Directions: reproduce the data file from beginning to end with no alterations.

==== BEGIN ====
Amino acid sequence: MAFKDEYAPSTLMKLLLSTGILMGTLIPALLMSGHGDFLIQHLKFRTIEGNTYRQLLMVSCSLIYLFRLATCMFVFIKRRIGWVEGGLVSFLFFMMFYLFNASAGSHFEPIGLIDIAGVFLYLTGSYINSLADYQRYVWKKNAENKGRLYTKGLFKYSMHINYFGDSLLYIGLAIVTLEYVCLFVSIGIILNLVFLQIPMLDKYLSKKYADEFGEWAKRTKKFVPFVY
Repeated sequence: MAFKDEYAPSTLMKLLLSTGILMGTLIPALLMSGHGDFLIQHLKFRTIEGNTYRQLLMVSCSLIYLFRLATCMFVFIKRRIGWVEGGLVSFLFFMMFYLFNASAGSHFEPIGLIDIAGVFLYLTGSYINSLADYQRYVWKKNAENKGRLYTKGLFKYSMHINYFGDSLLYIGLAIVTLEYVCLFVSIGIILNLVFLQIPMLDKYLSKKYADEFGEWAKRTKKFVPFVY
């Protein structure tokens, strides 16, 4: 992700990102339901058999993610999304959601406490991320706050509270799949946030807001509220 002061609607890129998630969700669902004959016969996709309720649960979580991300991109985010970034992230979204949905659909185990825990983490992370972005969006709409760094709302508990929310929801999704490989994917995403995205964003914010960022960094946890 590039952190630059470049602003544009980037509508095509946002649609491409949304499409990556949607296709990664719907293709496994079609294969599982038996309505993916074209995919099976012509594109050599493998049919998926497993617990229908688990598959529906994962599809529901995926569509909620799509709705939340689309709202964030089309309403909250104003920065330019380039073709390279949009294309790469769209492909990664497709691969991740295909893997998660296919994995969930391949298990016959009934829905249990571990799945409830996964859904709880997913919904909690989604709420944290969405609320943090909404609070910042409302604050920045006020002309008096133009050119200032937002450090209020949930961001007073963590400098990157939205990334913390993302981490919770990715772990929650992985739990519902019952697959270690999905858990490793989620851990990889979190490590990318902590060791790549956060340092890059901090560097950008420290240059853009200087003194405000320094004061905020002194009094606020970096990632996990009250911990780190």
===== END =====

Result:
Amino acid sequence: MAFKDEYAPSTLMKLLLSTGILMGTLIPALLMSGHGDFLIQHLKFRTIEGNTYRQLLMVSCSLIYLFRLATCMFVFIKRRIGWVEGGLVSFLFFMMFYLFNASAGSHFEPIGLIDIAGVFLYLTGSYINSLADYQRYVWKKNAENKGRLYTKGLFKYSMHINYFGDSLLYIGLAIVTLEYVCLFVSIGIILNLVFLQIPMLDKYLSKKYADEFGEWAKRTKKFVPFVY
Repeated sequence: MAFKDEYAPSTLMKLLLSTGILMGTLIPALLMSGHGDFLIQHLKFRTIEGNTYRQLLMVSCSLIYLFRLATCMFVFIKRRIGWVEGGLVSFLFFMMFYLFNASAGSHFEPIGLIDIAGVFLYLTGSYINSLADYQRYVWKKNAENKGRLYTKGLFKYSMHINYFGDSLLYIGLAIVTLEYVCLFVSIGIILNLVFLQIPMLDKYLSKKYADEFGEWAKRTKKFVPFVY
């Protein structure tokens, strides 16, 4: 992700990102339901058999993610999304959601406490991320706050509270799949946030807001509220 002061609607890129998630969700669902004959016969996709309720649960979580991300991109985010970034992230979204949905659909185990825990983490992370972005969006709409760094709302508990929310929801999704490989994917995403995205964003914010960022960094946890 590039952190630059470049602003544009980037509508095509946002649609491409949304499409990556949607296709990664719907293709496994079609294969599982038996309505993916074209995919099976012509594109050599493998049919998926497993617990229908688990598959529906994962599809529901995926569509909620799509709705939340689309709202964030089309309403909250104003920065330019380039073709390279949009294309790469769209492909990664497709691969991740295909893997998660296919994995969930391949298990016959009934829905249990571990799945409830996964859904709880997913919904909690989604709420944290969405609320943090909404609070910042409302604050920045006020002309008096133009050119200032937002450090209020949930961001007073963590400098990157939205990334913390993302981490919770990715772990929650992985739990519902019952697959270690999905858990490793989620851990990889979190490590990318902590060791790549956060340092890059901090560097950008420290240059853009200087003194405000320094004061905020002194009094606020970096990632996990009250911990780190």